Long-range interactions between promoters and HERV/LTR regulatory elements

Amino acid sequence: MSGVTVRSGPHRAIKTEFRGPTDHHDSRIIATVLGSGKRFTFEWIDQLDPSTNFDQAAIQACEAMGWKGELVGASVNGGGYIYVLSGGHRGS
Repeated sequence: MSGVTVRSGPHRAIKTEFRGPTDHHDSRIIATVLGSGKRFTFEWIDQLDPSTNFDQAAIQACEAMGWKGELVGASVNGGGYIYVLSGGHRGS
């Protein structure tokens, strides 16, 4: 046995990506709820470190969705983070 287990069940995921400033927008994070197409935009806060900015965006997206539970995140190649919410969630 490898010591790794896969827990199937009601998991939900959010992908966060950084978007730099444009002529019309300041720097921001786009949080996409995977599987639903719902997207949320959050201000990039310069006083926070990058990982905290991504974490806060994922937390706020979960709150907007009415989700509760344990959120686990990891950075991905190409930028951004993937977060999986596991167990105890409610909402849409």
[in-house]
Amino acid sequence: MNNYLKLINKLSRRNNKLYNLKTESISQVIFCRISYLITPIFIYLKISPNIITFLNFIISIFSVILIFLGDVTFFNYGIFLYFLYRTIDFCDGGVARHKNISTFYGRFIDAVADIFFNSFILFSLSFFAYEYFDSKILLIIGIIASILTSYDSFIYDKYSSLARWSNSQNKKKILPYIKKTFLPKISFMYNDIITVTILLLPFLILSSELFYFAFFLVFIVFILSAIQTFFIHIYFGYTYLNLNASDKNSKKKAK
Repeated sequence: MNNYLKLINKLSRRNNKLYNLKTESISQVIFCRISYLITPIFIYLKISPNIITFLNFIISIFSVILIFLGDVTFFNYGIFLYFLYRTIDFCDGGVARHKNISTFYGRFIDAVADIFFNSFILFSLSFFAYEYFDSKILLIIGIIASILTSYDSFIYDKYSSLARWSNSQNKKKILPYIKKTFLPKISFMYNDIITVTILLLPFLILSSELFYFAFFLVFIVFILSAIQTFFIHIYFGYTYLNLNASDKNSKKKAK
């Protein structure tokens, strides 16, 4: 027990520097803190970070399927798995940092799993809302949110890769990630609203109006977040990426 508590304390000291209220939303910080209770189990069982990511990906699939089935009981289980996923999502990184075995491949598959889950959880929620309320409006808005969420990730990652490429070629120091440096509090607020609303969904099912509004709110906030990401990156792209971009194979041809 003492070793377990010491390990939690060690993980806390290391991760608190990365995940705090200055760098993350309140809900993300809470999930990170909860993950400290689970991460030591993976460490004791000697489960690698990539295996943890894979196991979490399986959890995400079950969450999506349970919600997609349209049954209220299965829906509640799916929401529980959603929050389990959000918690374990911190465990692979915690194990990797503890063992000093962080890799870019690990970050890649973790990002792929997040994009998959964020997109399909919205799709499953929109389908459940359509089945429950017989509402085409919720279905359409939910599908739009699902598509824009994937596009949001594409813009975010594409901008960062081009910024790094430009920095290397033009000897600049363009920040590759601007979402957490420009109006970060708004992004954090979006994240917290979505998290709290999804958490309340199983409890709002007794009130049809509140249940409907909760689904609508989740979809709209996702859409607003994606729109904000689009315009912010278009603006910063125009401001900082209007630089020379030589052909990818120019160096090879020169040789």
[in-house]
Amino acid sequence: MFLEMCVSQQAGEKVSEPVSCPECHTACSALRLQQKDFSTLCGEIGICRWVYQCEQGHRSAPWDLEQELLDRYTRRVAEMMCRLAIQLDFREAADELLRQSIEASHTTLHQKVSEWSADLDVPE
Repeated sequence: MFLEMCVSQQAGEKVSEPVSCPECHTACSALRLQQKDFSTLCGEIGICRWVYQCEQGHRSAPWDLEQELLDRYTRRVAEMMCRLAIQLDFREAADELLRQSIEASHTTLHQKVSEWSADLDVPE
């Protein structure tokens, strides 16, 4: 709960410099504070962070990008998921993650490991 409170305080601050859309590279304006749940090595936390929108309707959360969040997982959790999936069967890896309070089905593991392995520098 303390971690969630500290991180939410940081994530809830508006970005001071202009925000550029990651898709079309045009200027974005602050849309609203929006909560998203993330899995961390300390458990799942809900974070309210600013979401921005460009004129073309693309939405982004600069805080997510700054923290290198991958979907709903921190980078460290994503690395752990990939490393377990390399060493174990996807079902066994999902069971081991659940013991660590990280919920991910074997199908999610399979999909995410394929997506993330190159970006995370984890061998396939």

Some regulatory elements affect the remote genes via three-dimensional (3D) interactions by forming chromatin loops [45]. We attempted to extract such 3D interactions between HERV-TFBSs/HSREs and promoters of host genes from the data on promoter-captured Hi-C (pcHi-C) in GM12878 cells [54, 55]. pcHi-C is a modified “chromosome conformation capture” method for a comprehensive identification of the 3D interaction between promoters and other genomic regions [54]. We first examined HERV-TFBSs or HSREs present in promoter-interacting regions (interacting regions). In total, 26,194 and 3,860 of HERV-TFBSs and HSREs-containing HERV-TFBSs, respectively, were present in the interacting regions. Some interacting regions were associated with several genes, and 81,536 or 12,452 of interactions between promoters of genes and HERV-TFBSs or HSREs-containing HERV-TFBSs were identified, respectively. The average interval of interactions between promoters and interacting regions containing HERV-TFBSs was 392 kb (average interval of interactions between promoters and all interacting regions was 411 kb in this dataset). HERV/LTRs harboring TFBSs or HSREs were enriched two-fold in interacting regions compared with the population of the entire HERV/LTRs (Fig 6A). Transcription levels (reads per kilobase per million mapped reads; RPKM) of genes tended to be higher as the number of HERV-TFBSs interacting with the genes increased (Fig 6B). Thus, the HERV/LTR regulatory elements in interacting regions seem to work as transcriptional modulators of host genes via long-range interactions. Members of the MLT1, MER21, and MER41 groups were enriched in interacting regions, together with LTR8, LTR54, and LTR13 (Fig 6C). Next, we developed and performed a “Hi-C-based” GO enrichment analysis by modifying a statistical method used in GREAT [53] (see Materials and Methods). As shown in Fig 6D, HERV-TFBSs were highly enriched in GO terms associated with immune response such as “positive regulation of interleukin-2 production” and “dendritic cell chemotaxis,” consistent with the result of “distance-based” GO enrichment analysis as shown in Fig 5B. Furthermore, using the Hi-C-based GO enrichment analysis, we ascertained biological processes in GO term with which HERV-TFBSs were more enriched compared to the other TFBSs. Consistent with the above results, HERV-TFBSs showed significantly stronger associations with biological processes relevant to immune responses compared to the other TFBSs (S7 Table).